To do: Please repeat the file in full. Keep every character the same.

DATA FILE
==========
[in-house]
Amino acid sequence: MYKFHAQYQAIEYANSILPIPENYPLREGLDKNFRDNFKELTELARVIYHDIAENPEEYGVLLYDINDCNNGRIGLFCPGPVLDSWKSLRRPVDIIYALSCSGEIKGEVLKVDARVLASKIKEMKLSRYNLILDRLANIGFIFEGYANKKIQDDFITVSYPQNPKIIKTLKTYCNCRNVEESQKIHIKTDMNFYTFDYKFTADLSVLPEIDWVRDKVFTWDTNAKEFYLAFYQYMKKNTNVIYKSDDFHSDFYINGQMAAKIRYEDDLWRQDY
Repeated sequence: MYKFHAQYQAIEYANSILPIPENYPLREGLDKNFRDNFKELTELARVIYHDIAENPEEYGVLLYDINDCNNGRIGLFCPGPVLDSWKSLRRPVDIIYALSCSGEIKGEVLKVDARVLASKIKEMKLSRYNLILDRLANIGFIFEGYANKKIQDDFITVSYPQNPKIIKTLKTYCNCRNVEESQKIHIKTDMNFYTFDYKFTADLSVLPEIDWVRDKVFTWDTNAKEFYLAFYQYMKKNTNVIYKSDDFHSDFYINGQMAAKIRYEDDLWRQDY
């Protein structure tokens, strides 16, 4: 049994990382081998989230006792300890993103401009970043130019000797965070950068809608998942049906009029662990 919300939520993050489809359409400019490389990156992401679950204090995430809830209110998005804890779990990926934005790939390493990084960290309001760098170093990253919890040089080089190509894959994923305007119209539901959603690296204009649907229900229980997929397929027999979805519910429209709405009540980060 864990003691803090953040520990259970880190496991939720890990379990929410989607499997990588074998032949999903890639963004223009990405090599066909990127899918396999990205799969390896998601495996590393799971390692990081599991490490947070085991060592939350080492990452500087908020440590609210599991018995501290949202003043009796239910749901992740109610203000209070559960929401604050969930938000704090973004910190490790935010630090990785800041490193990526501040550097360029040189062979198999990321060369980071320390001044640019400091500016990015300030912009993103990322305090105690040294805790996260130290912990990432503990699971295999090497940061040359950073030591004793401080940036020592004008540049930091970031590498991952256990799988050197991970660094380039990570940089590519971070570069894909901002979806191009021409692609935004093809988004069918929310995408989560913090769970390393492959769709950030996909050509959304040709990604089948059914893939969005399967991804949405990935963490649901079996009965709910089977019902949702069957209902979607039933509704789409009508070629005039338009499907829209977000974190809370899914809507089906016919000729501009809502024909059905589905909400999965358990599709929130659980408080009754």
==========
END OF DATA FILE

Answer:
[in-house]
Amino acid sequence: MYKFHAQYQAIEYANSILPIPENYPLREGLDKNFRDNFKELTELARVIYHDIAENPEEYGVLLYDINDCNNGRIGLFCPGPVLDSWKSLRRPVDIIYALSCSGEIKGEVLKVDARVLASKIKEMKLSRYNLILDRLANIGFIFEGYANKKIQDDFITVSYPQNPKIIKTLKTYCNCRNVEESQKIHIKTDMNFYTFDYKFTADLSVLPEIDWVRDKVFTWDTNAKEFYLAFYQYMKKNTNVIYKSDDFHSDFYINGQMAAKIRYEDDLWRQDY
Repeated sequence: MYKFHAQYQAIEYANSILPIPENYPLREGLDKNFRDNFKELTELARVIYHDIAENPEEYGVLLYDINDCNNGRIGLFCPGPVLDSWKSLRRPVDIIYALSCSGEIKGEVLKVDARVLASKIKEMKLSRYNLILDRLANIGFIFEGYANKKIQDDFITVSYPQNPKIIKTLKTYCNCRNVEESQKIHIKTDMNFYTFDYKFTADLSVLPEIDWVRDKVFTWDTNAKEFYLAFYQYMKKNTNVIYKSDDFHSDFYINGQMAAKIRYEDDLWRQDY
């Protein structure tokens, strides 16, 4: 049994990382081998989230006792300890993103401009970043130019000797965070950068809608998942049906009029662990 919300939520993050489809359409400019490389990156992401679950204090995430809830209110998005804890779990990926934005790939390493990084960290309001760098170093990253919890040089080089190509894959994923305007119209539901959603690296204009649907229900229980997929397929027999979805519910429209709405009540980060 864990003691803090953040520990259970880190496991939720890990379990929410989607499997990588074998032949999903890639963004223009990405090599066909990127899918396999990205799969390896998601495996590393799971390692990081599991490490947070085991060592939350080492990452500087908020440590609210599991018995501290949202003043009796239910749901992740109610203000209070559960929401604050969930938000704090973004910190490790935010630090990785800041490193990526501040550097360029040189062979198999990321060369980071320390001044640019400091500016990015300030912009993103990322305090105690040294805790996260130290912990990432503990699971295999090497940061040359950073030591004793401080940036020592004008540049930091970031590498991952256990799988050197991970660094380039990570940089590519971070570069894909901002979806191009021409692609935004093809988004069918929310995408989560913090769970390393492959769709950030996909050509959304040709990604089948059914893939969005399967991804949405990935963490649901079996009965709910089977019902949702069957209902979607039933509704789409009508070629005039338009499907829209977000974190809370899914809507089906016919000729501009809502024909059905589905909400999965358990599709929130659980408080009754």